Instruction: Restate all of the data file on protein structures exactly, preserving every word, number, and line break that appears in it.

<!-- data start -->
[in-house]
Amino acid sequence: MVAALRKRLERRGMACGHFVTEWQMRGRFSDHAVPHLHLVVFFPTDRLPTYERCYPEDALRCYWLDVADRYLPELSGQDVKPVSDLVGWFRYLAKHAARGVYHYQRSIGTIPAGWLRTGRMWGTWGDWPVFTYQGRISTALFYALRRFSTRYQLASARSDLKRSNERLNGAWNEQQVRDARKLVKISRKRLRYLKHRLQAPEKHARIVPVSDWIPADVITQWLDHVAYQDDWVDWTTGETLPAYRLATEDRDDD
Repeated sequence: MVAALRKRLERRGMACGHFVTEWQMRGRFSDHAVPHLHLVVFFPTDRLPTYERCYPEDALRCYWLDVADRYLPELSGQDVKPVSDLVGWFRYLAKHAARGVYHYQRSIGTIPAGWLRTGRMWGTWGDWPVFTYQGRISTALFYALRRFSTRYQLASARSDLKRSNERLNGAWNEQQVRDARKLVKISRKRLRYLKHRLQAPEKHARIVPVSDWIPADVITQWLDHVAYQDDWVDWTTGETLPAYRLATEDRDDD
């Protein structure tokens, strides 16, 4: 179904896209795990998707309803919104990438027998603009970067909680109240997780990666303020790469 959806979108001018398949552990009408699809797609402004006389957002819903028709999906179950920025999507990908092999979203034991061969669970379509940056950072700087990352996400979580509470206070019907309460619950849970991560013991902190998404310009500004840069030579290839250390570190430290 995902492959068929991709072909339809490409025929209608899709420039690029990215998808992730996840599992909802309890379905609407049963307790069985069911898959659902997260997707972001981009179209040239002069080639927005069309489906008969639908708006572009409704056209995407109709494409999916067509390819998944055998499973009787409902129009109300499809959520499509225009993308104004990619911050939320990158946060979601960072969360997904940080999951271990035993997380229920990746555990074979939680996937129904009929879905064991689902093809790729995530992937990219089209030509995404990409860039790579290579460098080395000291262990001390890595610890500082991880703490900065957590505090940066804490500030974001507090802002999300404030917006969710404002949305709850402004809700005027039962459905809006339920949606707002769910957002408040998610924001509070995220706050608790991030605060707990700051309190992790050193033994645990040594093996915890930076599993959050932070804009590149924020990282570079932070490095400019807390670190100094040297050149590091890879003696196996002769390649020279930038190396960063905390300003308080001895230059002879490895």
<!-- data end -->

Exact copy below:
[in-house]
Amino acid sequence: MVAALRKRLERRGMACGHFVTEWQMRGRFSDHAVPHLHLVVFFPTDRLPTYERCYPEDALRCYWLDVADRYLPELSGQDVKPVSDLVGWFRYLAKHAARGVYHYQRSIGTIPAGWLRTGRMWGTWGDWPVFTYQGRISTALFYALRRFSTRYQLASARSDLKRSNERLNGAWNEQQVRDARKLVKISRKRLRYLKHRLQAPEKHARIVPVSDWIPADVITQWLDHVAYQDDWVDWTTGETLPAYRLATEDRDDD
Repeated sequence: MVAALRKRLERRGMACGHFVTEWQMRGRFSDHAVPHLHLVVFFPTDRLPTYERCYPEDALRCYWLDVADRYLPELSGQDVKPVSDLVGWFRYLAKHAARGVYHYQRSIGTIPAGWLRTGRMWGTWGDWPVFTYQGRISTALFYALRRFSTRYQLASARSDLKRSNERLNGAWNEQQVRDARKLVKISRKRLRYLKHRLQAPEKHARIVPVSDWIPADVITQWLDHVAYQDDWVDWTTGETLPAYRLATEDRDDD
């Protein structure tokens, strides 16, 4: 179904896209795990998707309803919104990438027998603009970067909680109240997780990666303020790469 959806979108001018398949552990009408699809797609402004006389957002819903028709999906179950920025999507990908092999979203034991061969669970379509940056950072700087990352996400979580509470206070019907309460619950849970991560013991902190998404310009500004840069030579290839250390570190430290 995902492959068929991709072909339809490409025929209608899709420039690029990215998808992730996840599992909802309890379905609407049963307790069985069911898959659902997260997707972001981009179209040239002069080639927005069309489906008969639908708006572009409704056209995407109709494409999916067509390819998944055998499973009787409902129009109300499809959520499509225009993308104004990619911050939320990158946060979601960072969360997904940080999951271990035993997380229920990746555990074979939680996937129904009929879905064991689902093809790729995530992937990219089209030509995404990409860039790579290579460098080395000291262990001390890595610890500082991880703490900065957590505090940066804490500030974001507090802002999300404030917006969710404002949305709850402004809700005027039962459905809006339920949606707002769910957002408040998610924001509070995220706050608790991030605060707990700051309190992790050193033994645990040594093996915890930076599993959050932070804009590149924020990282570079932070490095400019807390670190100094040297050149590091890879003696196996002769390649020279930038190396960063905390300003308080001895230059002879490895």